11. Korean Logic - imagine any situation. Then imagine the logical approach to it. Finally, think of the opposite and that will be the Korean approach :) For example, today I was trying to get a taxi to work. I saw one coming so I flagged it down. it pulled over, only for the driver to tell me he already had a passenger, by shaking his head and then driving off! Why stop in the first place if you have a passenger? This is one of many examples.

12. Sitting on the floor in restaurants - sitting cross-legged at a low table is an interesting experience. I still get pins and needles a lot. And its not great if you are wearing a skirt, but I do like traditional restaurants.

13. Seoul Metro - clean, easy to navigate and with huge trains compared to the London Underground. Makes travelling around Seoul much easier.

Posted by claire14 09:05 Archived in South Korea Tagged armchair_travel Comments (0)

Settling in Nicely

4 weeks and 4 days in

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Well, I have to say that Korea is starting to feel a bit like home now. This may have something to do with the fact that I am writing this, whilst making a cuppa and watching The X Files! Yes - they have The X Files in Korea! :) Of course, I am watching it at one in the morning and it has Korean subtitles, but it makes me feel at home all the same.

The next week will be an interesting one - it is Chuseok, or Korean Thanksgiving, Korea's biggest public holiday. I am at work Monday and Wednesday, but I get the rest of the week off. Most Koreans will be going back to their family homes to see their relatives and pay their respects to their elders. Us waeguks (foreigners) will be off to Seoul for a couple of days of sightseeing and partying instead!

As it is Chuseok, many of the Koreans we have met recently have been incredibly generous to us. Just this weekend we have been given fresh bread and butter from the restaurant we went to, to take home with us. The nice woman in the jewellery shop in Gaeksa gave us pretty, mirrored memo pads. The man with the flower stall in Deokjin gave all of us girls who were out a fresh single rose each. And today, we were in a traditional craft shop and we were each given beautiful craft cards in the shape of Korean fans. However, this isn't all just because of Chuseok - Korean people are genuinely very generous. They often give freebies when you purchase things in shops and call it 'service'. For example, in a cosmetics shop we go in, they give us loads of free stuff with every purchase - unfortunately it tends to be skin whitener! Which I find odd enough for Korean women, but who could honestly think I need paler skin?! :)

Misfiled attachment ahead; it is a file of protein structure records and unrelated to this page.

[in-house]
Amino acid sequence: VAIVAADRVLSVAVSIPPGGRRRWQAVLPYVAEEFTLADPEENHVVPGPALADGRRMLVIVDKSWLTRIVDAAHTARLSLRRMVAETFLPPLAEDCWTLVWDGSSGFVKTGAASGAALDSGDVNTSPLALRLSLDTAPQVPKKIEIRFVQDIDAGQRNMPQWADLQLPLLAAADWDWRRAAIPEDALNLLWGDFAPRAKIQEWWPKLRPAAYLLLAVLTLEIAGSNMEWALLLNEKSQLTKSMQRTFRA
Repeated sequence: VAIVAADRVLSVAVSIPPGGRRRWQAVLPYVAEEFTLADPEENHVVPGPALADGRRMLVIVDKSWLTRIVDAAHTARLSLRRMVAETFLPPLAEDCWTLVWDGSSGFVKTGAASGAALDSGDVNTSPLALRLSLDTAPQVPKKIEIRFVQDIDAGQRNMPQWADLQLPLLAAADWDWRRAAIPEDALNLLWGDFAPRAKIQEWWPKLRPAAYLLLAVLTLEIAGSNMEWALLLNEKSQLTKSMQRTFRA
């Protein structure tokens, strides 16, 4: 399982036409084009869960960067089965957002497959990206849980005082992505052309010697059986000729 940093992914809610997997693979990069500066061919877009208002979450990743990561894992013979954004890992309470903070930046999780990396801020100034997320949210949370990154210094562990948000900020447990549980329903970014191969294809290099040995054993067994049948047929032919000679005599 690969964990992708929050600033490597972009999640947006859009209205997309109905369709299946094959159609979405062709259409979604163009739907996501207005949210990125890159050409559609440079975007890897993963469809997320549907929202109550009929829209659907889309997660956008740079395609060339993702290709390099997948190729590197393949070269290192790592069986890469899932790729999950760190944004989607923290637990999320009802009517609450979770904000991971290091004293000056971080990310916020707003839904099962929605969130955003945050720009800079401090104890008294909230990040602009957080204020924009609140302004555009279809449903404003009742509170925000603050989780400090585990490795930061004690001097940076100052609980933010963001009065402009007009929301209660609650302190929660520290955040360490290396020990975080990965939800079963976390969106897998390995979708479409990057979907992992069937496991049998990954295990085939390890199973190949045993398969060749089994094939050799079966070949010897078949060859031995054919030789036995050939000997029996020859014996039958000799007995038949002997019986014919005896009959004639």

I had a lovely weekend this weekend. We were originally planning on going to a martial arts festival in a place called Chungju. But we decided to stay in Jeonju instead, so that we could save money for Seoul next week. Also I was exhausted after 4 weeks of working til 10pm and going out til 4am every friday and saturday. I spent all day Saturday asleep or watching TV in my room. In the evening we went for a meal at the Outback Steakhouse, an Australian restaurant that did wonderful steaks. After that we tried to go to a posh wine bar, but instead we had our second experience of racism in the same bar. Twice now we have tried to go there in a group of about 5 and despite there obviously being seats available in the bar, the manager told us he did not have room for 5 foreigners.

This made us quite angry, so we decided we would go to a DVDbang instead. A DVDbang is an excellent idea - a room the size of a small bedroom, with a large sofa/bed, great sound system and a six foot screen on the wall. You go in with your friends, choose the DVD you want to watch and then go into the room to watch it. We watched a favourite film of mine, 'Hedwig and the Angry Inch'. I also saw a great film last time i went caled 'Sympathy for Lady Vengeance'. It's a brilliant Korean film, but a little bit twisted in places. I loved it.

After the DVDbang I bought some beautiful lillies from a street trader and he gave us all a rose each. Then we took our flowers and went to Baskin Robbins for dessert. It was a very girly evening! It was about midnight by now but i was still able to go into a Chon shop (a Chon in 1000 won - kind of equivalent to £1 but actually worth about 60p) in order to buy a vase for my flowers. We headed back shortly after that and then spent another hour and a half watching DVDs in my room. All in all a good night.

Then today we had another lazy morning, but went to the Hanok village in the afternoon. The Hanok Village is a part of Jeonju that has been preserved as a historical record and tourist attraction. It goes back to the Joseon dynasty (1300-1910), where the then Korean emperors were based in here Jeonju. At the village they carry on traditional arts and crafts and there were so many beautiful things to buy - I spent a fortune! I got some great xmas presents though :)

Posted by claire14 08:35 Archived in South Korea Tagged tourist_sites Comments (0)

Sori-Womad Festival

World Music Korean-Style